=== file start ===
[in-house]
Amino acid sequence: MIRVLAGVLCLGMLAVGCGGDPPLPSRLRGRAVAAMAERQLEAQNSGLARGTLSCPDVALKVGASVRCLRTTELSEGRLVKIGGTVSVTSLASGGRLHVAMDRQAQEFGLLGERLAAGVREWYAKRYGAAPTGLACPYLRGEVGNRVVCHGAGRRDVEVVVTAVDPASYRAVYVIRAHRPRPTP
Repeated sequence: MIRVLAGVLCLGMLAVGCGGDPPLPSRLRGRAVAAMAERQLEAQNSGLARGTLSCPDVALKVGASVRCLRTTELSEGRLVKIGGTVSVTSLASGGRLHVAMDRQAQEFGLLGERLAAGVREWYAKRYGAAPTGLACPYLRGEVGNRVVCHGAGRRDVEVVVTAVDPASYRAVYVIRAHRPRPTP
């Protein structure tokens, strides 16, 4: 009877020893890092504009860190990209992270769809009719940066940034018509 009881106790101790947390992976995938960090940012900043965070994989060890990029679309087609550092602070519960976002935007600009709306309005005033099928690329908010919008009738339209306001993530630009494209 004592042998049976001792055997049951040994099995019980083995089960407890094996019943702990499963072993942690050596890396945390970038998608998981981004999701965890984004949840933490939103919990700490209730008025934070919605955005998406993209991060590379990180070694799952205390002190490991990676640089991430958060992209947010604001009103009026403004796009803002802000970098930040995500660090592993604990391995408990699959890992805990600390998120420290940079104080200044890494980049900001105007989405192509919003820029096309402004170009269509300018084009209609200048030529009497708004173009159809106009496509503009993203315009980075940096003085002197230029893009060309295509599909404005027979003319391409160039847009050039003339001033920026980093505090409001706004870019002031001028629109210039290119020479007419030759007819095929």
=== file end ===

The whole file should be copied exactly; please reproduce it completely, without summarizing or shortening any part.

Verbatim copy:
[in-house]
Amino acid sequence: MIRVLAGVLCLGMLAVGCGGDPPLPSRLRGRAVAAMAERQLEAQNSGLARGTLSCPDVALKVGASVRCLRTTELSEGRLVKIGGTVSVTSLASGGRLHVAMDRQAQEFGLLGERLAAGVREWYAKRYGAAPTGLACPYLRGEVGNRVVCHGAGRRDVEVVVTAVDPASYRAVYVIRAHRPRPTP
Repeated sequence: MIRVLAGVLCLGMLAVGCGGDPPLPSRLRGRAVAAMAERQLEAQNSGLARGTLSCPDVALKVGASVRCLRTTELSEGRLVKIGGTVSVTSLASGGRLHVAMDRQAQEFGLLGERLAAGVREWYAKRYGAAPTGLACPYLRGEVGNRVVCHGAGRRDVEVVVTAVDPASYRAVYVIRAHRPRPTP
């Protein structure tokens, strides 16, 4: 009877020893890092504009860190990209992270769809009719940066940034018509 009881106790101790947390992976995938960090940012900043965070994989060890990029679309087609550092602070519960976002935007600009709306309005005033099928690329908010919008009738339209306001993530630009494209 004592042998049976001792055997049951040994099995019980083995089960407890094996019943702990499963072993942690050596890396945390970038998608998981981004999701965890984004949840933490939103919990700490209730008025934070919605955005998406993209991060590379990180070694799952205390002190490991990676640089991430958060992209947010604001009103009026403004796009803002802000970098930040995500660090592993604990391995408990699959890992805990600390998120420290940079104080200044890494980049900001105007989405192509919003820029096309402004170009269509300018084009209609200048030529009497708004173009159809106009496509503009993203315009980075940096003085002197230029893009060309295509599909404005027979003319391409160039847009050039003339001033920026980093505090409001706004870019002031001028629109210039290119020479007419030759007819095929």